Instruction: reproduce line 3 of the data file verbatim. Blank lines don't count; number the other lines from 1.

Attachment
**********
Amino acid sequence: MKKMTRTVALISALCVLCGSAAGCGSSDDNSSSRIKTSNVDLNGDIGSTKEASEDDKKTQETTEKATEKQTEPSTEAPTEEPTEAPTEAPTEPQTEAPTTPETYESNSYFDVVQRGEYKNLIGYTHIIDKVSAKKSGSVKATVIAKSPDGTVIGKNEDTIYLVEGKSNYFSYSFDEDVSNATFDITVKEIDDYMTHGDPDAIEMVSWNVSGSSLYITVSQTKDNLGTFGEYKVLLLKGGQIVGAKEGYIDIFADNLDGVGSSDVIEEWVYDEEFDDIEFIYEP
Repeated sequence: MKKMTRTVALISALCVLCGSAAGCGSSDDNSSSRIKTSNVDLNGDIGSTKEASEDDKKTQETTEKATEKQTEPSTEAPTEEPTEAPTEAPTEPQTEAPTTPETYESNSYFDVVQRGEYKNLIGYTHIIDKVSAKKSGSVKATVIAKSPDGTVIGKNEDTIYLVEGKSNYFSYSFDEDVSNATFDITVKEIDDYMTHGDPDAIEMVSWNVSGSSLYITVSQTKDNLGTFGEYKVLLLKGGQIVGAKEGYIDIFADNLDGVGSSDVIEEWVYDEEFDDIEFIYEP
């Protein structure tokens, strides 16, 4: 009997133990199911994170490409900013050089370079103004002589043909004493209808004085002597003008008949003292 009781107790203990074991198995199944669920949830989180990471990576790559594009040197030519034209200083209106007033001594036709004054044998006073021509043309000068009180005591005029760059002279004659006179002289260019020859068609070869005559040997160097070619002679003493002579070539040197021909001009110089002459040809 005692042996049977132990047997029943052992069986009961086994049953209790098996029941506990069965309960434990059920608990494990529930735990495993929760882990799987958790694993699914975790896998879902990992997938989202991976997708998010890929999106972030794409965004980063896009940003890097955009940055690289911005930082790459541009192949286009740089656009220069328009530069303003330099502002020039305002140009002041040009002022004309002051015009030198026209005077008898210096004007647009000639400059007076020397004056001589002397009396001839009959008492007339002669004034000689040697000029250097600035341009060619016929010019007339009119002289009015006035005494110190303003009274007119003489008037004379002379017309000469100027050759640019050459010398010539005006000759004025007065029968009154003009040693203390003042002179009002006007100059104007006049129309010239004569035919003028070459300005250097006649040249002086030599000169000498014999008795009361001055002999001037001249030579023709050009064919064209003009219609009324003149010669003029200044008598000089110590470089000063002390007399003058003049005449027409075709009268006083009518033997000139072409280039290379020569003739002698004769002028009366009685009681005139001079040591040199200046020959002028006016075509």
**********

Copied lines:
């Protein structure tokens, strides 16, 4: 009997133990199911994170490409900013050089370079103004002589043909004493209808004085002597003008008949003292 009781107790203990074991198995199944669920949830989180990471990576790559594009040197030519034209200083209106007033001594036709004054044998006073021509043309000068009180005591005029760059002279004659006179002289260019020859068609070869005559040997160097070619002679003493002579070539040197021909001009110089002459040809 005692042996049977132990047997029943052992069986009961086994049953209790098996029941506990069965309960434990059920608990494990529930735990495993929760882990799987958790694993699914975790896998879902990992997938989202991976997708998010890929999106972030794409965004980063896009940003890097955009940055690289911005930082790459541009192949286009740089656009220069328009530069303003330099502002020039305002140009002041040009002022004309002051015009030198026209005077008898210096004007647009000639400059007076020397004056001589002397009396001839009959008492007339002669004034000689040697000029250097600035341009060619016929010019007339009119002289009015006035005494110190303003009274007119003489008037004379002379017309000469100027050759640019050459010398010539005006000759004025007065029968009154003009040693203390003042002179009002006007100059104007006049129309010239004569035919003028070459300005250097006649040249002086030599000169000498014999008795009361001055002999001037001249030579023709050009064919064209003009219609009324003149010669003029200044008598000089110590470089000063002390007399003058003049005449027409075709009268006083009518033997000139072409280039290379020569003739002698004769002028009366009685009681005139001079040591040199200046020959002028006016075509």